A new global centre will be set up in Australia to develop a drug breakthrough equivalent to mRNA vaccine technology for the next pandemic.
Canadian and New Zealand businessman Geoffrey Cumming, who lives in Melbourne, is donating $250 million to establish the centre at the Peter Doherty Institute for Infection and Immunity in Parkville.
The philanthropic donation, to be made over 25 years, is the largest to medical research in Australia's history and the centre will be named in his honour.
It aims to lessen the fallout of future pandemics and create greater resiliency internationally in the decades ahead.
"We're trying to provide protection for Australia, for the world. We will have more pandemics," Mr Cumming told reporters on Wednesday.
The centre will rapidly develop, test, and commercialise new treatments for infectious diseases, getting therapeutics to the community within months of a pandemic outbreak.
An effective pandemic response requires both vaccines and treatments, but innovation in antipathogen therapeutics has lagged in comparison with vaccines, Doherty Institute director Sharon Lewin said.
Prof Lewin will serve as the Cumming Global Centre for Pandemic Therapeutics' inaugural director.
"We're not going to be a drug company," she said.
"We plan to do the hard work of basis science; new technologies that one day might be the mRNA of therapeutics."
In the first 12 months of the COVID-19 pandemic, $137 billion was publicly invested globally in vaccines, compared to $7 billion in therapeutics, she said.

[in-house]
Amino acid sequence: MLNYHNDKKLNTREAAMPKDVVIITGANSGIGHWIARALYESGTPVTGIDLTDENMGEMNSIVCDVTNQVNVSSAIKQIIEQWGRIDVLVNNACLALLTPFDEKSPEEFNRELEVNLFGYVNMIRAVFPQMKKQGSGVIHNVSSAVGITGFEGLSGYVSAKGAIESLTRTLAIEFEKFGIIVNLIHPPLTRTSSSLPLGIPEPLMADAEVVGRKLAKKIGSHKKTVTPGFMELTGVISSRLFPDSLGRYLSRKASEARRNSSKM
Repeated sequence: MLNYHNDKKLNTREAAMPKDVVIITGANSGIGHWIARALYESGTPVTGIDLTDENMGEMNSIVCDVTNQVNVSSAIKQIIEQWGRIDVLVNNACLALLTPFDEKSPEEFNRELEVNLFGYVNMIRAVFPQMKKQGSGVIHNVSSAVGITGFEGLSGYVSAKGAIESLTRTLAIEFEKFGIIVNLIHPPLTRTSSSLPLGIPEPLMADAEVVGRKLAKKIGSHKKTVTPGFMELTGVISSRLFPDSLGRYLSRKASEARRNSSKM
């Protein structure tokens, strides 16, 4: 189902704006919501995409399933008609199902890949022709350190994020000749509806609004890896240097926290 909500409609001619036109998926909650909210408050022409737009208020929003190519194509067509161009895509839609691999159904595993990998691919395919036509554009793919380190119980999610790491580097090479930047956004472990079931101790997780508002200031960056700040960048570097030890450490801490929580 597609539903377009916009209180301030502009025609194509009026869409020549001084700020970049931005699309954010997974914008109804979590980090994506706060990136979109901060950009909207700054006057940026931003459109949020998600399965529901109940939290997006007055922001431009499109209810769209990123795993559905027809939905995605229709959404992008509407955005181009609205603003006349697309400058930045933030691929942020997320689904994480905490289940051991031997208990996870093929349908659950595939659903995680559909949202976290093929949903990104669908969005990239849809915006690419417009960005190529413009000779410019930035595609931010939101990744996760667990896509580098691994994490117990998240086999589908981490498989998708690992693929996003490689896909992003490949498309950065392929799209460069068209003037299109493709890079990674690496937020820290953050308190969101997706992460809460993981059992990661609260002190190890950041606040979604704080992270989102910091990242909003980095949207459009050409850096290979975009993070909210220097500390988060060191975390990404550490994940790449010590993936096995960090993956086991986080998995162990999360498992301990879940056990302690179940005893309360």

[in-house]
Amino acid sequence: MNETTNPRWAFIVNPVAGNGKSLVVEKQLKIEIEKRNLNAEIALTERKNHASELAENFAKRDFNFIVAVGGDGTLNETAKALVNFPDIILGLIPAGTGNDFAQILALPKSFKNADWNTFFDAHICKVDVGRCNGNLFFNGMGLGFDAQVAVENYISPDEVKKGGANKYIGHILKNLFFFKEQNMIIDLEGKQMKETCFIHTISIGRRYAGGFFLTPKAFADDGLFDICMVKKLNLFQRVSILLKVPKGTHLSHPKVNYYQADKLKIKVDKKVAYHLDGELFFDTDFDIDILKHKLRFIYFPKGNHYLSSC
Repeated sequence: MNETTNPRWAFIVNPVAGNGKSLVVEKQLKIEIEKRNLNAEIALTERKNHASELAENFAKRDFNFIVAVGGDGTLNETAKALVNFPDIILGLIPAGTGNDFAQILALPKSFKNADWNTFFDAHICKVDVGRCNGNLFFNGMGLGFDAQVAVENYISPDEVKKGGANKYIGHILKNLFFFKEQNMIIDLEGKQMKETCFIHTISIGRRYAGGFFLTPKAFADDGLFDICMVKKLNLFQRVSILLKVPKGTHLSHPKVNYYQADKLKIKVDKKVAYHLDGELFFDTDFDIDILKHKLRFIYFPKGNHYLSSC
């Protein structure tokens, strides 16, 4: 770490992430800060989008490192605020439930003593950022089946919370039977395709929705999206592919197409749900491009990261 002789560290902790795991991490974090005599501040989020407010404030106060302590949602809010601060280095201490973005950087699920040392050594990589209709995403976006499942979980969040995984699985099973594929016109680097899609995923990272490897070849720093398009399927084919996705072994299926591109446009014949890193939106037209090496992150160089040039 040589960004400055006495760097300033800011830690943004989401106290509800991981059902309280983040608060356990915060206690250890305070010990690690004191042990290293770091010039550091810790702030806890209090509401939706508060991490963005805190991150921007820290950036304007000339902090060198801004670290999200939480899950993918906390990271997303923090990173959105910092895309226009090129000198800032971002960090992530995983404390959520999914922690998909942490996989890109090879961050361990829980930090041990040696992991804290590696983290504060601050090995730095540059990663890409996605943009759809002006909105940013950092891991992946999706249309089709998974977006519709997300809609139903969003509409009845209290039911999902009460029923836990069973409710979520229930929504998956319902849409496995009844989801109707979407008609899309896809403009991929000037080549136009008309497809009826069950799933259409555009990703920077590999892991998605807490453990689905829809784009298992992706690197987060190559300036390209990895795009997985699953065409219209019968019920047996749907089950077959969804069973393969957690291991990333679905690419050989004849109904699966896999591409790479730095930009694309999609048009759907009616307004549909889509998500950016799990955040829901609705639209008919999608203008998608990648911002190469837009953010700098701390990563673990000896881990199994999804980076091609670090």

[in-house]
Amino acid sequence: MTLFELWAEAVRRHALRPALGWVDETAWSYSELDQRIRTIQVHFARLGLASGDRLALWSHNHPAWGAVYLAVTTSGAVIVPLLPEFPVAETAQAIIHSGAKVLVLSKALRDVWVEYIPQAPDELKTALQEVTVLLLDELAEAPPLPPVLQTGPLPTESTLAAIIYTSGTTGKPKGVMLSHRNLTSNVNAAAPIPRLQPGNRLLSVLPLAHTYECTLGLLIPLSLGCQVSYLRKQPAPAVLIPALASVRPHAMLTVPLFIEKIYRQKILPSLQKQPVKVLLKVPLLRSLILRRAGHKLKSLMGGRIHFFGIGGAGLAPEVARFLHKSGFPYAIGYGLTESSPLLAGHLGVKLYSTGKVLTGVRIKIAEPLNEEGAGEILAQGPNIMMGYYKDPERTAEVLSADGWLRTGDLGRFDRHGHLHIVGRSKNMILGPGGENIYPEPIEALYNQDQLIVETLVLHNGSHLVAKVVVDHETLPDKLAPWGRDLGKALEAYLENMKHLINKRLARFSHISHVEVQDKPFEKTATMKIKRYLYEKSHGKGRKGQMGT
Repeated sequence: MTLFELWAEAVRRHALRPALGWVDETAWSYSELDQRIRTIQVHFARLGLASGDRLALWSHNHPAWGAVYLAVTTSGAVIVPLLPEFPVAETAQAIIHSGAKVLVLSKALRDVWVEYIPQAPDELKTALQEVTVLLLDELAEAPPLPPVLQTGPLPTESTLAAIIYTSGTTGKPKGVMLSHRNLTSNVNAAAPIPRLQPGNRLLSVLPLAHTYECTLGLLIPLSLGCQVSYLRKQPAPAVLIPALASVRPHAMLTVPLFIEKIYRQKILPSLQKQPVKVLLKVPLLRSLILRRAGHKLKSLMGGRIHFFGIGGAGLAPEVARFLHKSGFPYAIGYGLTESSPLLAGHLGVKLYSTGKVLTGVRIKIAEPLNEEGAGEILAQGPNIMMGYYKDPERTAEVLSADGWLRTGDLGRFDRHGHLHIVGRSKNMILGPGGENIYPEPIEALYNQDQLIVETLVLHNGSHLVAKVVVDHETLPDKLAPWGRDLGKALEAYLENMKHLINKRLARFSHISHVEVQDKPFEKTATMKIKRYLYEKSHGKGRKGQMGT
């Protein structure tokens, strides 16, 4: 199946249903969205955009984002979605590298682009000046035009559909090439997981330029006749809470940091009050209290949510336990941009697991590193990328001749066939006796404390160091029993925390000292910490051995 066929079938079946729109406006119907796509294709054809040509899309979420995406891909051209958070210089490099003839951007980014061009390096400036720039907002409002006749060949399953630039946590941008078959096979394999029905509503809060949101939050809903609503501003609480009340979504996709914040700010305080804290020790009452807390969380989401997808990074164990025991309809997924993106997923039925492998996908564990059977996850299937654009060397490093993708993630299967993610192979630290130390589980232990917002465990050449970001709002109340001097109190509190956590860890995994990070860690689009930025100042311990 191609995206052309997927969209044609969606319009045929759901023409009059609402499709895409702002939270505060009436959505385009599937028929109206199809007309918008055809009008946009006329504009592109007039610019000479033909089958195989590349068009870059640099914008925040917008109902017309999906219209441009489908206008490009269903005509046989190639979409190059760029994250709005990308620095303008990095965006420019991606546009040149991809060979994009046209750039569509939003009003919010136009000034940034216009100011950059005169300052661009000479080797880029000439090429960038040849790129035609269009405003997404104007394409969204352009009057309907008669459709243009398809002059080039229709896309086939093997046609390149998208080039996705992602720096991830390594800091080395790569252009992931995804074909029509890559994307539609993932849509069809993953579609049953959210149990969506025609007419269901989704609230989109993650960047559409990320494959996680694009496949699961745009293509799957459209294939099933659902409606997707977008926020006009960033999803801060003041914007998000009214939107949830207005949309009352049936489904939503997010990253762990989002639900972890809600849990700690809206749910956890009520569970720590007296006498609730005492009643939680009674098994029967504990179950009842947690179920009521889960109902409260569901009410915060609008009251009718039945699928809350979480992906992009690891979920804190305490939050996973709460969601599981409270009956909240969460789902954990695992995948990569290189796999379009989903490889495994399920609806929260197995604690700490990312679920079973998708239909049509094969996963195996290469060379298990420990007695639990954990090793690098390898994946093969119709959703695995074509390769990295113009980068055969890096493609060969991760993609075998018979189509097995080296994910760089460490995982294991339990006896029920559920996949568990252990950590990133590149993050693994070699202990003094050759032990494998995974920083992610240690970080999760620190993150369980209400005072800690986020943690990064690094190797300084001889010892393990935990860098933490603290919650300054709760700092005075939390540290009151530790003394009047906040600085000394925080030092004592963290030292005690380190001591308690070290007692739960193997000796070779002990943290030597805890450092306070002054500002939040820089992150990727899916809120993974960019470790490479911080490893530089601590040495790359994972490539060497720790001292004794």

Drugs to combat coronaviruses and influenza will be the centre's main focus initially, but Prof Lewin said researchers would seek to create "platform technologies" akin to mRNA that are interchangeable across different viruses.
"No one had monkeypox on their list of viruses with pandemic potential, and here we are with a new pandemic essentially emerging on our shores and we have one antiviral," she said.
"We want to be pathogen agnostic."
The centre will initially be based in the Peter Doherty Institute for Infection and Immunity, before moving to the new $650 million Australian Institute for Infectious Disease, which is expected to open in 2027.
It plans to recruit international experts to Victoria and for 30 per cent of the funds to be shared outside of the Doherty among other Australian and global research institutes.
The Victorian government has also committed $75 million over 10 years to the project, which is expected to create more than 200 long-term jobs.
Premier Daniel Andrews said Melbourne was the obvious choice for a global centre in Australia.
"When we think of great cities of the world and science ... we think of London, Oxford, Boston and we think of Melbourne," he said.
Victorian Opposition Leader Matthew Guy said the coalition will proceed with its pledge to open a $400 million infectious disease response centre if it wins the November election.